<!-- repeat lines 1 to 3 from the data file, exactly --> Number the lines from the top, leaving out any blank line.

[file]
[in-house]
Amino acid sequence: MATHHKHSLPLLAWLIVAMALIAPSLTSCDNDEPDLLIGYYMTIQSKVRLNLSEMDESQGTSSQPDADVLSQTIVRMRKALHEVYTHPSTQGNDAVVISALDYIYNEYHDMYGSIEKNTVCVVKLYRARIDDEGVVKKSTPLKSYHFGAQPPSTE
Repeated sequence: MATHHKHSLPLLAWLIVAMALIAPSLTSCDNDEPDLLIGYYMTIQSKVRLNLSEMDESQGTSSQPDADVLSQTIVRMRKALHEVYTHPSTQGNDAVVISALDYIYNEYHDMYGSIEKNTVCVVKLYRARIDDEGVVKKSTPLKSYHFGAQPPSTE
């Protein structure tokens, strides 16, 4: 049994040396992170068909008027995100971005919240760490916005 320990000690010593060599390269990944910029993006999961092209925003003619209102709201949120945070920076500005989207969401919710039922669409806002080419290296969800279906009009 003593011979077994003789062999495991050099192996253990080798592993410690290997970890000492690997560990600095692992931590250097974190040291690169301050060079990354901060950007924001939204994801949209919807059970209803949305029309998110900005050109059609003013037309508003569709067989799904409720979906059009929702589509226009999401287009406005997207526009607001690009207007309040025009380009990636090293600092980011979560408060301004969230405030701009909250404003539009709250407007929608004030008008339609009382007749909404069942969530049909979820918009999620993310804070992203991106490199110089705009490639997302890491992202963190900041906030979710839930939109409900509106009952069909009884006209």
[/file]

[in-house]
Amino acid sequence: MATHHKHSLPLLAWLIVAMALIAPSLTSCDNDEPDLLIGYYMTIQSKVRLNLSEMDESQGTSSQPDADVLSQTIVRMRKALHEVYTHPSTQGNDAVVISALDYIYNEYHDMYGSIEKNTVCVVKLYRARIDDEGVVKKSTPLKSYHFGAQPPSTE
Repeated sequence: MATHHKHSLPLLAWLIVAMALIAPSLTSCDNDEPDLLIGYYMTIQSKVRLNLSEMDESQGTSSQPDADVLSQTIVRMRKALHEVYTHPSTQGNDAVVISALDYIYNEYHDMYGSIEKNTVCVVKLYRARIDDEGVVKKSTPLKSYHFGAQPPSTE